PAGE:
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Excerpted From: Chanelle N. Jones, #LIVINGWHILEBLACK: Racially Motivated 911 Calls as a Form of Private Racial Profiling, 92 Temp. L. Rev. Online 55 (2020) (Student Comment) (399 Footnotes) (Full Document)


ChanelleJonesPrivate racial profiling is not new, but racially motivated 911 calls are a new method for private citizens to police Black people. Specifically, #LivingWhileBlack refers to the recent increase in 911 calls white people make on Black people who are going about normal daily activities. These everyday activities have included a family eating at Subway, a young girl selling bottled water, friends checking out of an Airbnb, a group of women golfing, a child accidentally mowing a part of someone else's yard, and so many more. “For whites--most of whom never think twice about driving the highway, shopping at the mall, eating at a restaurant, entering an elevator, or walking around their block--there is no parallel experience.”

When someone makes a 911 call reporting Black people for an illegitimate reason, the response from police varies. These 911 calls serve as a reminder to Black people and other people of color of their marginalized place in society. This issue is even more problematic when considering the history and effects of policing and the resulting trauma on Black people. This Comment suggests legal remedies for the victims of racially motivated 911 calls to deter subjecting innocent people to unnecessary intrusions on their peace due to callers' biases.

This Comment uses hashtags in recognition of how social media has shaped racial justice conversations and to connect this Comment to the evolving discussion of #LivingWhileBlack. Hashtag activism is the latest development in digital activism that involves “discursive protest on social media united through a hashtagged word, phrase or sentence.” This Comment focuses on #DrivingWhileBlack, #ShoppingWhileBlack, and #LivingWhileBlack, but they are all stories about the Black experience linked to #BlackLivesMatter. Black Twitter and other social media platforms use these hashtags to recognize issues that the rest of the world ignores, and Black Twitter's “use of hashtag activism is a unique fusion of social justice, technology, and citizen journalism.” The stories this Comment highlights have been shared widely and are known because of these hashtags. This Comment's legal arguments are dependent on the preexisting history and timeline that the stories, connected by these hashtags, establish.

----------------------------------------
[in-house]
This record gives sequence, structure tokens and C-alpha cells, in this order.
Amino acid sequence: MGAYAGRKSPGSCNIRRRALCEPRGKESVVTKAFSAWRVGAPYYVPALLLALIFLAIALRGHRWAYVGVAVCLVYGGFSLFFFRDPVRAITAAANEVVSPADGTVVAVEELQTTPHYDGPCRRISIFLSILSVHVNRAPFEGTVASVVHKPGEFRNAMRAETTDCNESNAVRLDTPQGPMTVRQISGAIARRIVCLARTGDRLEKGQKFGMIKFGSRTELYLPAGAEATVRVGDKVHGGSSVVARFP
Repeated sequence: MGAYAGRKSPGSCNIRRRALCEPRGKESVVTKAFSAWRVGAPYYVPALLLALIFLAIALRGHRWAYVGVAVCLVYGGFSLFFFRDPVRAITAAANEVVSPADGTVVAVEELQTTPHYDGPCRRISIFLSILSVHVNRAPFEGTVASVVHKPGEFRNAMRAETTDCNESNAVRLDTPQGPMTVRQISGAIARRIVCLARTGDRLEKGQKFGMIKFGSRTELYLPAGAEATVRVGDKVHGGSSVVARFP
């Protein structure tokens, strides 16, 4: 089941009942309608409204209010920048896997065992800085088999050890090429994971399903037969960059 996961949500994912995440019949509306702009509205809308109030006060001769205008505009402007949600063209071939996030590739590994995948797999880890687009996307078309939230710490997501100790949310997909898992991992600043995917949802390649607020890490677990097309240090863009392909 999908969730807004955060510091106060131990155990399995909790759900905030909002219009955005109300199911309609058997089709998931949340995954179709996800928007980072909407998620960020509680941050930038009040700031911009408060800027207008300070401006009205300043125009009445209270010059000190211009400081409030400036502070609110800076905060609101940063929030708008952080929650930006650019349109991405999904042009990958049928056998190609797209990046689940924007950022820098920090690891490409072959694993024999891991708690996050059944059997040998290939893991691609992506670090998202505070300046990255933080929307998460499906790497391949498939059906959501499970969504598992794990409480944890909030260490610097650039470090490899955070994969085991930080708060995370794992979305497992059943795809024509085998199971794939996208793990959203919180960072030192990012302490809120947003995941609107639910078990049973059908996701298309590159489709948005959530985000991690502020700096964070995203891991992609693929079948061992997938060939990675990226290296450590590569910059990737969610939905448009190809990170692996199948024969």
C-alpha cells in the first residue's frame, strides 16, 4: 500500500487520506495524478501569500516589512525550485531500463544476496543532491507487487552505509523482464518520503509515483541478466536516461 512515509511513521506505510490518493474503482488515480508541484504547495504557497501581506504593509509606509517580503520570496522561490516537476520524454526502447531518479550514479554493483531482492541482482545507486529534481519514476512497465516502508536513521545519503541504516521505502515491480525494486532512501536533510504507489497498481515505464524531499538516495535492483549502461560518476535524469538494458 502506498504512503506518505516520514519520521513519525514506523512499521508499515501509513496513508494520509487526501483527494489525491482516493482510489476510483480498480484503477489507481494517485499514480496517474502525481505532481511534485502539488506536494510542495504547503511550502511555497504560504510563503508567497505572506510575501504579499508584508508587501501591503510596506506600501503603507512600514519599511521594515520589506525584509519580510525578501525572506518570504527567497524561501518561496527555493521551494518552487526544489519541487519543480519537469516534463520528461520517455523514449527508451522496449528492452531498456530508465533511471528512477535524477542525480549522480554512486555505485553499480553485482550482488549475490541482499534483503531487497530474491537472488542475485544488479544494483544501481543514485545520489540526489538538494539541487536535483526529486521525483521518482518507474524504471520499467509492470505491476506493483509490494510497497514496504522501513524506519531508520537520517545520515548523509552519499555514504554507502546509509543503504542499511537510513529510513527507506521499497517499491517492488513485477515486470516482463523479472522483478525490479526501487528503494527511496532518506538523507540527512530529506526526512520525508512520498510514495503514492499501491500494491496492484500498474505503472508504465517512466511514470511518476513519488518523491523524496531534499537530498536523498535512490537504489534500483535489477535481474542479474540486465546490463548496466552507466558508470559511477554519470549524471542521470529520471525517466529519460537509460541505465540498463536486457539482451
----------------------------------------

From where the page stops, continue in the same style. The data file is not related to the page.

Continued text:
This Comment proceeds in three sections. Section II contextualizes #LivingWhileBlack and the historical, legal, and social issues underlying racially motivated 911 calls.

Then Section III analyzes the barriers to remedying racially motivated 911 calls and proposes solutions.

This Comment concludes that callers would confront their implicit or explicit biases before making a 911 call if they were aware of a legal consequence that would hold them accountable.

[. . .]

Currently, almost every state cannot provide reprieve for victims of racially motivated 911 calls. This Comment advocated for creating an avenue for victims of racially motivated 911 calls to have a legal remedy against the caller. To achieve this goal, legislatures and the public must be further educated on the pervasiveness of this issue, which can be demonstrated through recording 911 statistics of how many calls may be racially motivated. Additionally, this Comment proposed amendments to both emergency dispatcher policies for categorizing racially motivated 911 calls and police procedures for responding to these calls. Moreover, this Comment argued that courts should adopt a race-switching test for determining probable cause in malicious prosecution cases. Finally, this Comment proposed a statutory framework for new legislation that would either include racially motivated 911 calls as a hate crime or follow Oregon's example by creating a civil cause of action.

The Civil War ended slavery over 150 years ago. The Jim Crow era ended over fifty years ago. Yet, the battle for equality and equal treatment under the law is still being fought. There is no difference between slave codes restricting free Blacks from walking alone and a Black person having the police called on them today for doing the same thing. Instead of the strict vagrancy laws of the Black Codes, a Black person today can have the police called on them for being perceived as a vagrant. Instead of signs explicitly saying what is for white versus Black people, a white person can use the police as their removal service. At their core, racially motivated 911 calls affect the victim and all who perceive them. These calls echo a message about who belongs and who does not. This Comment serves to educate on these lasting vestiges of segregation and discrimination and spur a dialogue about confronting bias. The law can encourage this reconciliation.

Chanelle N. Jones, J.D. Candidate, Temple University Beasley School of Law, 2020.

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